David executed zipping low drives
Beng Hee achieved vicious underspin
Chennai: Nicol David and Ong Beng Hee clinched the WISPA and PSA titles at the Chennai Open squash championships here on Sunday. The Malaysian top seeds beat English second seeds Jenny Duncalf and Jonathan Kemp in surprisingly one-sided finals.
World No. 1 Nicol David came into the women's final holding a 14-2 head-to-head record against World No. 3 Jenny Duncalf. The two matches won by the Englishwoman, however, were their two most recent meetings, in the U.S. Open and the Qatar Classic last year.
If Duncalf had turned a corner in her career, it didn't show here. Even in her first couple of matches here, against Annie Au and Laura Massaro, her reaction speeds had appeared a little suspect in the opening games.
Such was the case here too, and David took full toll, zipping low drives into the back corners past her opponent's outstretched frame.
Rattled, Duncalf served up a weak serve at 4-6, at just the right height for David to chop a remorseless backhand kill. Successive errors from Duncalf at 6-9 and 6-10 gave David the first game.
By now, the top seed was in full flight, and conjured telling strokes even when off-balance. At 6-2 in the second game, a forceful Duncalf drive hurtled into David's body, shin high. Instantaneously, she twisted her forearm to take the point with an inside-out shot into the right corner.
Far from wilting, Duncalf seemed to have upped her resolve at the start of the third, winning two early points with wristy trickle boasts. However, she couldn't fight her own increasing error-count. She hit the tin twice to take David from 4-3 to 6-3.
Soon, it was 10-6 thanks to a mishit backhand crosscourt from Duncalf, who had till then controlled the rally. At the next point, an attempted drop into the left corner dipped well short of the front wall, to give David the title in 2010's first WISPA gold event.
Ong Beng Hee's straight-games win over Jonathan Kemp in the men's final was a much tighter affair. Only two points separated the two in each game — the difference lay in the fact that Beng Hee played the way he always plays, while denying Kemp his preferred style and tempo.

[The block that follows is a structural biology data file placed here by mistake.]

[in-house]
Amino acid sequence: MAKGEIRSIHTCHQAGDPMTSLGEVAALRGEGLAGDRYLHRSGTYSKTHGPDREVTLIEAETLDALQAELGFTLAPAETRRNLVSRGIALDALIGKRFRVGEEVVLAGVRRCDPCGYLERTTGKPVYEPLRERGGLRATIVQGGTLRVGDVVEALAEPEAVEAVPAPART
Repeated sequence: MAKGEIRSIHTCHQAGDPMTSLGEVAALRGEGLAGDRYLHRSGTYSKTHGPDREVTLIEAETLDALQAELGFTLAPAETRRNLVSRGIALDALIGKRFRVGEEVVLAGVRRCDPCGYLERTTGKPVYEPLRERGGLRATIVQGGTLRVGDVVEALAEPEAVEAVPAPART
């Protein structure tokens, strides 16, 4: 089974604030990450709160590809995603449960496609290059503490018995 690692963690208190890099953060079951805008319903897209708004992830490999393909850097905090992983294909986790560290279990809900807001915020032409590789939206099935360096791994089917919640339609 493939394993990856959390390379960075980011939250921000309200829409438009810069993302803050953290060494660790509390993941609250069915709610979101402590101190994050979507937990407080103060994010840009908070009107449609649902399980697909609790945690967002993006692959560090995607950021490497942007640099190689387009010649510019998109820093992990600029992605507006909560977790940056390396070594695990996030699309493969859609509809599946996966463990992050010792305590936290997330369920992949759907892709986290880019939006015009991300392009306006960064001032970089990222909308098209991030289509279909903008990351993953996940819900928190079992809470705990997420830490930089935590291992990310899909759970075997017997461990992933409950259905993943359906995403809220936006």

Left-handed, long hair pouring out of his headband, Kemp has something of John McEnroe about him, down to his desire to volley at every opportunity.
Giving no room
Here, Beng Hee's bread-and-butter backhand rails ran so tight against the left wall that Kemp seldom had any room to swing early forehands at the ball, having instead to wait till the ball made contact with the back wall. This meant that he seldom surprised Beng Hee with unpredictable changes of angle.
Rarely therefore was Beng Hee forced into the sort of whirling chases that Kemp put Saurav Ghosal through in the semifinals.
Beng Hee achieved vicious underspin on his right-handed forehands, and picked up numerous points thanks to the ball dropping sharply off the front wall. Despite hitting them low and quite close to the board, he committed only scattered errors.
Kemp stayed close to the top seed in every game, only for Beng Hee to find inspiration at critical points — a crosscourt forehand flick at 9-all in the second, and successive backhand boasts at the left corner, struck powerfully around Kemp's body, facing the wrong way in anticipation of the drop shot, to go from 3-3 to 5-3 in the third.
The results (finals):
Men: Ong Beng Hee (Mas) bt Jonathan Kemp (Eng) 14-12, 11-9, 11-9.
Women: Nicol David (Mas) bt Jenny Duncalf (Eng) 11-6, 11-4, 11-6 .